Proms 38 and 39: West-Eastern Divan Orchestra / Barenboim - Royal Albert Hall, 14 August 2008
Haydn Sinfonia Concertante in B flat major, for oboe, bassoon, violin, cello
Schoenberg Variations for Orchestra, Op.31
Brahms Symphony No.4
Encore: Wagner Prelude, Die Meistersinger von Nürnberg
Pierre Boulez Mémoriale (... explosante-fixe ... Originel)
Stravinsky L'histoire du soldat
The surgical-gloved bag checks at the door and the deliberate omission of orchestra members' names from the programme were jolting reminders that for there's more to this mixed Arab-Israeli orchestra than music.
It is I suppose inevitable that the incredible feat of simply creating and sustaining a cross-divide orchestra tends to overshadow the purely musical successes. But gradually, Barenboim has shaped this assortment of musicians - professional and amateur, experienced and novice, young and even younger - into an outstanding orchestra. The fact that tonight's brass section included a few ringers from the Simon Bolivar Orchestra doesn't diminish that achievement.
What is really special about this orchestra is not just that Israeli and Arab sit side-by-side, but that it mixes such a wide range of experience. Tonight one of the Israelis was concertmaster of the Berliner Philharmoniker, Guy Braunstein, and sharing his stand was a ten year old Palestinian prodigy.
When leader Michael Barenboim bust a string in the Brahms, Guy Braunstein, sitting back in the third row, was the one who proffered a violin swap. Playing the last movement on three strings, using every spare moment to unpick the broken string so he could swiftly replace it with the spare in his pocket before the encore, he gave his junior partner a lesson in crisis management he won't forget for a while, on top of all the musical stuff. Where else could a ten year old, however talented, get that sort of training?
And why don't we have something similar in Britain? Bringing together warring nations may be beyond the scope of British orchestras, but putting together a group from mixed musical backgrounds could rejuvenate the approach of the professionals as well as giving the youngsters the sort of practical training they could never receive from any youth orchestra, however good.
They gave Haydn's Sinfonia Concertante an elegant, hard-edged workout, if rather short on charm. Barenboim, with the slightly disdainful air of a man obliged to hold his wife's handbag, occasionally stood back to investigate his pockets or swab himself with a handkerchief. Perhaps he was just demonstrating that the orchestra and soloists were well-enough rehearsed to motor along without his hand at the wheel.
He swung back to full-attention mode and Schoenberg's Variations for Orchestra emerged in luxuriant bloom, at once precisely delineated and expressively glowing, a scorching rebuttal to anyone who claims that twelve tone music is automatically incomprehensible or devoid of all feeling.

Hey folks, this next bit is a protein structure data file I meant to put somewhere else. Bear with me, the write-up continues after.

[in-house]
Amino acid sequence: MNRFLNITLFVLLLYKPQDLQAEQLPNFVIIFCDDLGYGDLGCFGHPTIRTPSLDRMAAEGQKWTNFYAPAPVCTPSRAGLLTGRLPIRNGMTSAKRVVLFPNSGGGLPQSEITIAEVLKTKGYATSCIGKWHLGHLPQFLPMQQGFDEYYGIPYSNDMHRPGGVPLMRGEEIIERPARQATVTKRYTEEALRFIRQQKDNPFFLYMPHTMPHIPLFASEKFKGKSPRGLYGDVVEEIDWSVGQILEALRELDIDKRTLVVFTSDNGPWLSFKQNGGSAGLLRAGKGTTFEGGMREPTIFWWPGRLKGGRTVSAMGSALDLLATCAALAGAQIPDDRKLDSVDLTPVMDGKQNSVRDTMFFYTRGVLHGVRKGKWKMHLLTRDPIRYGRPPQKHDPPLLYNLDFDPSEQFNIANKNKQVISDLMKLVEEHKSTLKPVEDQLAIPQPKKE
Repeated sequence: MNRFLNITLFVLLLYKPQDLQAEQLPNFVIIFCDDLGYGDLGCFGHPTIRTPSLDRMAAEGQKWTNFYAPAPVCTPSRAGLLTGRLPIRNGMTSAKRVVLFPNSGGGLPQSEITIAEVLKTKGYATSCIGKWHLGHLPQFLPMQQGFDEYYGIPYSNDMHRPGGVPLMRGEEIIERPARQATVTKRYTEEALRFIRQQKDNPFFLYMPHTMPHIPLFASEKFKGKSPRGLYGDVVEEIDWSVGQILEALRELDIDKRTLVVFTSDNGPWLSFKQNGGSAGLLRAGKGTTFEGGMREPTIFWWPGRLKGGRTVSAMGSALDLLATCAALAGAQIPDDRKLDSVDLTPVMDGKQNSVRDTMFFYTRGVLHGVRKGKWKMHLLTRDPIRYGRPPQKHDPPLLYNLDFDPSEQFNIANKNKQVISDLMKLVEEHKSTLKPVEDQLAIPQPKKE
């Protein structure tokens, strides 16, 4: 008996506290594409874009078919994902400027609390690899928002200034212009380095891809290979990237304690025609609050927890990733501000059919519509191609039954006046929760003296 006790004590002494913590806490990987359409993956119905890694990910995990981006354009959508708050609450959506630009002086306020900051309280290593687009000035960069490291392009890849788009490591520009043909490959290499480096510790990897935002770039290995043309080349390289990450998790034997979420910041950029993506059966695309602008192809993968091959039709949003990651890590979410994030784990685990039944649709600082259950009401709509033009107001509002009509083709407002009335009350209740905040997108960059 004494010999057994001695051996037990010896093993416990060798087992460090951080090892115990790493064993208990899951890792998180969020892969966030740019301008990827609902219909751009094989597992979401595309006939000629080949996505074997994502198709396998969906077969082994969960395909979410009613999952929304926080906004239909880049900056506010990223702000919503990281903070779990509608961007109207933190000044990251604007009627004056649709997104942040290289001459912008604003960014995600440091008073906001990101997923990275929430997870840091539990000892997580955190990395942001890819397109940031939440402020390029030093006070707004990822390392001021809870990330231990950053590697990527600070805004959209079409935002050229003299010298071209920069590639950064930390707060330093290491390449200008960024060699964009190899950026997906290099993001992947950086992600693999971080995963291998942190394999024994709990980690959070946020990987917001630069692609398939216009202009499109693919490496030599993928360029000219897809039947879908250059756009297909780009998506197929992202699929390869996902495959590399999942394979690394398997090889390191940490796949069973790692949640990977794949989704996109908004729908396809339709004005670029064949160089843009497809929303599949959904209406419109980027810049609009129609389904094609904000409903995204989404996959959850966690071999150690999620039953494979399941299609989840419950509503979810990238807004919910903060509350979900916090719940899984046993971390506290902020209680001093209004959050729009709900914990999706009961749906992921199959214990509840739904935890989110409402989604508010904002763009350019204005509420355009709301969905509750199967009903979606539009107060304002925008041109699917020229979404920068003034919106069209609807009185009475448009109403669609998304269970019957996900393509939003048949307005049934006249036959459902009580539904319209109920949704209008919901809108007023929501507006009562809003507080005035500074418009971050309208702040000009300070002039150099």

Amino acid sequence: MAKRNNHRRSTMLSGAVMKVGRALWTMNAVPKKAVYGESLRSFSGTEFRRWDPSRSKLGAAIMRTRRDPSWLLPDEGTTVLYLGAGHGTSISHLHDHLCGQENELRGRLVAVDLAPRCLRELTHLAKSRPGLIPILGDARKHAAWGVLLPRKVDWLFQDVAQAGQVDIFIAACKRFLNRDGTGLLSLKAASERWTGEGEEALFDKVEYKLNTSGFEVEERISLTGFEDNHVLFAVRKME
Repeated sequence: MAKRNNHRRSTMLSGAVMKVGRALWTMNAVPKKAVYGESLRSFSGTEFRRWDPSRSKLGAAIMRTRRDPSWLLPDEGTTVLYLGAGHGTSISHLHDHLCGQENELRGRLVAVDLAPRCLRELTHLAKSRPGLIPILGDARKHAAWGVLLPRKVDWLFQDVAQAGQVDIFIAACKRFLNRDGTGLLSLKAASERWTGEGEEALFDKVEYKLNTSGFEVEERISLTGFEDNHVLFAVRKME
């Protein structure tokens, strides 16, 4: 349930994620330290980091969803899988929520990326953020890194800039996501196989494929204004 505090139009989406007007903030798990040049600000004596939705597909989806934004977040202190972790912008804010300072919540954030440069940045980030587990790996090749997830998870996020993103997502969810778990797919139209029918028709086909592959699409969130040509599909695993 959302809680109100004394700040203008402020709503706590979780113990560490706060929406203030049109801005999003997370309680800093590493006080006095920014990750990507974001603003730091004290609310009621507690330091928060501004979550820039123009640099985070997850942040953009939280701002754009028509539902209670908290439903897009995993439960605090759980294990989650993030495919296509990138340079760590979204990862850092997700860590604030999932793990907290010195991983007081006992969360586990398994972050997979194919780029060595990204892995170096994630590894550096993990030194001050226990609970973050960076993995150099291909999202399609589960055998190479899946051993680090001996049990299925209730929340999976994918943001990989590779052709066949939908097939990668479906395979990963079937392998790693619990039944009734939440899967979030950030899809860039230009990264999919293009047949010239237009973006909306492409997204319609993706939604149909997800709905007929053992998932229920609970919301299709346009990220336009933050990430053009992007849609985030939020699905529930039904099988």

A short-breathed opening belied an expansive reading of Brahms' Fourth Symphony. A balance weighted more toward the formal than the expressive element was perhaps to be expected, and Barenboim's sculptural definition securely contained its romantic sweep. I found myself impressed rather than moved.
It was a shame the enthusiastic applause and cheering had to be accompanied by an undercurrent of booing - no doubt directed at the political rather than the musical element, but grossly unfair on the musicians.
Having commented that he's usually asked to say what's wrong with the Middle East, Barenboim claimed "you've just heard what’s right with the Middle East” before baiting another tiresome faction of his opponents with a rousing encore of Wagner’s first Meistersinger prelude.
More cheering, more booing, and I wasn't sure if the Palestinian flag unrolled in the Arena was a gesture of support or criticism - either way, it struck a jarringly divisive note next to the hugging and handshaking of the orchestra members.
Most of the orchestra finished for the night at this point, leaving just a handful to return an hour later for the late night concert. This began with the brief shards of Pierre Boulez's Stravinsky tribute Mémoriale (... explosante-fixe ... Originel), followed by the surprise appearance of the composer himself on stage.
Then came another living legend, this time actor/writer/director Patrice Chéreau, reading all the speaking parts in Stravinsky's L'histoire du soldat. This work has too many words and too little music to be improved by such an economically-textured approach, even when the performer is as distinguished as Chéreau. And of course the condensation of all roles into one performer limits spontaneity and removes one layer of engagement. Although Chéreau's performance was powerful and charismatic - or maybe because it was - the music took on the character of interludes to a monologue, illustrative asides. This was far from Stravinsky's intent. It's a difficult work to pull off, and while this performance displayed the content effectively enough, it didn't communicate the essence.